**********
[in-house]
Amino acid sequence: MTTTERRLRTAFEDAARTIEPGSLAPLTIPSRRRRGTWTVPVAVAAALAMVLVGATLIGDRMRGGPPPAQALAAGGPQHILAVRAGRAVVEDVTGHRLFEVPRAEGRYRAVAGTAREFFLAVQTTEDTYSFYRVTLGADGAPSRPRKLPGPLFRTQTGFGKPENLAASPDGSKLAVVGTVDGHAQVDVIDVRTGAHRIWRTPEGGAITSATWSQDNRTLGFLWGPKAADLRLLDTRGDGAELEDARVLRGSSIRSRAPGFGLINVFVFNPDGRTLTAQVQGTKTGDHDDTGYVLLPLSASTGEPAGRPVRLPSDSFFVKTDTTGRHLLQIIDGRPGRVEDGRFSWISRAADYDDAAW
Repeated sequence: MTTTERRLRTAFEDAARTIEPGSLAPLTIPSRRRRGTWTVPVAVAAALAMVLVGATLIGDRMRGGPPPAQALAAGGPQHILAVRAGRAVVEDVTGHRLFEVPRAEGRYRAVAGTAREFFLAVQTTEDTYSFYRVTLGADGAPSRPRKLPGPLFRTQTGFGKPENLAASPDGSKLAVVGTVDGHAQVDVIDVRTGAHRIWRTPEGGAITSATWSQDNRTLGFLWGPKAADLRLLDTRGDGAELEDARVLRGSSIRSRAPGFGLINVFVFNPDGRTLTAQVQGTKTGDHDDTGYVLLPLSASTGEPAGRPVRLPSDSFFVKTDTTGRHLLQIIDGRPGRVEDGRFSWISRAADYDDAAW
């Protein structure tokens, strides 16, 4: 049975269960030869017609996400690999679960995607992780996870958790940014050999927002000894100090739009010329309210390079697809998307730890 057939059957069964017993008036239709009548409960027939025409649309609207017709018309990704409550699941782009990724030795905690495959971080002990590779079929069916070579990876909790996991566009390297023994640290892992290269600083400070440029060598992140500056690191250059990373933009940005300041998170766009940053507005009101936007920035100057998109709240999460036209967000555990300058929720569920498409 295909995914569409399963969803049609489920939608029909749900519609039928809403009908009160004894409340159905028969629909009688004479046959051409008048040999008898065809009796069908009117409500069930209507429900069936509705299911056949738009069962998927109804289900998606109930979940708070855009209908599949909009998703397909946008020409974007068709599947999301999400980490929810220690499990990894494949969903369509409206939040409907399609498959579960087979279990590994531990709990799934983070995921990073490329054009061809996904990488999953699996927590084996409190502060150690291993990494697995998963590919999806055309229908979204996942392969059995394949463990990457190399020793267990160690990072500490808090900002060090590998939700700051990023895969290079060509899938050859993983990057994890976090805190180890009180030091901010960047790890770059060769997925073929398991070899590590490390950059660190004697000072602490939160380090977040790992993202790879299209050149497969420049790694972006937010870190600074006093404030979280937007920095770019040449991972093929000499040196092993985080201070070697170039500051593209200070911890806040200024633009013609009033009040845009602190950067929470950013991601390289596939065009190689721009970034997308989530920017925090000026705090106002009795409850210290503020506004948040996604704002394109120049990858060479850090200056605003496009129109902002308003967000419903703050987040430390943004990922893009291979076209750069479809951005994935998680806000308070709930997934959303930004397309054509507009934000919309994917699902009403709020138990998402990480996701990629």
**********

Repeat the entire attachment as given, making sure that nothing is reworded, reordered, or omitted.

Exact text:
[in-house]
Amino acid sequence: MTTTERRLRTAFEDAARTIEPGSLAPLTIPSRRRRGTWTVPVAVAAALAMVLVGATLIGDRMRGGPPPAQALAAGGPQHILAVRAGRAVVEDVTGHRLFEVPRAEGRYRAVAGTAREFFLAVQTTEDTYSFYRVTLGADGAPSRPRKLPGPLFRTQTGFGKPENLAASPDGSKLAVVGTVDGHAQVDVIDVRTGAHRIWRTPEGGAITSATWSQDNRTLGFLWGPKAADLRLLDTRGDGAELEDARVLRGSSIRSRAPGFGLINVFVFNPDGRTLTAQVQGTKTGDHDDTGYVLLPLSASTGEPAGRPVRLPSDSFFVKTDTTGRHLLQIIDGRPGRVEDGRFSWISRAADYDDAAW
Repeated sequence: MTTTERRLRTAFEDAARTIEPGSLAPLTIPSRRRRGTWTVPVAVAAALAMVLVGATLIGDRMRGGPPPAQALAAGGPQHILAVRAGRAVVEDVTGHRLFEVPRAEGRYRAVAGTAREFFLAVQTTEDTYSFYRVTLGADGAPSRPRKLPGPLFRTQTGFGKPENLAASPDGSKLAVVGTVDGHAQVDVIDVRTGAHRIWRTPEGGAITSATWSQDNRTLGFLWGPKAADLRLLDTRGDGAELEDARVLRGSSIRSRAPGFGLINVFVFNPDGRTLTAQVQGTKTGDHDDTGYVLLPLSASTGEPAGRPVRLPSDSFFVKTDTTGRHLLQIIDGRPGRVEDGRFSWISRAADYDDAAW
């Protein structure tokens, strides 16, 4: 049975269960030869017609996400690999679960995607992780996870958790940014050999927002000894100090739009010329309210390079697809998307730890 057939059957069964017993008036239709009548409960027939025409649309609207017709018309990704409550699941782009990724030795905690495959971080002990590779079929069916070579990876909790996991566009390297023994640290892992290269600083400070440029060598992140500056690191250059990373933009940005300041998170766009940053507005009101936007920035100057998109709240999460036209967000555990300058929720569920498409 295909995914569409399963969803049609489920939608029909749900519609039928809403009908009160004894409340159905028969629909009688004479046959051409008048040999008898065809009796069908009117409500069930209507429900069936509705299911056949738009069962998927109804289900998606109930979940708070855009209908599949909009998703397909946008020409974007068709599947999301999400980490929810220690499990990894494949969903369509409206939040409907399609498959579960087979279990590994531990709990799934983070995921990073490329054009061809996904990488999953699996927590084996409190502060150690291993990494697995998963590919999806055309229908979204996942392969059995394949463990990457190399020793267990160690990072500490808090900002060090590998939700700051990023895969290079060509899938050859993983990057994890976090805190180890009180030091901010960047790890770059060769997925073929398991070899590590490390950059660190004697000072602490939160380090977040790992993202790879299209050149497969420049790694972006937010870190600074006093404030979280937007920095770019040449991972093929000499040196092993985080201070070697170039500051593209200070911890806040200024633009013609009033009040845009602190950067929470950013991601390289596939065009190689721009970034997308989530920017925090000026705090106002009795409850210290503020506004948040996604704002394109120049990858060479850090200056605003496009129109902002308003967000419903703050987040430390943004990922893009291979076209750069479809951005994935998680806000308070709930997934959303930004397309054509507009934000919309994917699902009403709020138990998402990480996701990629």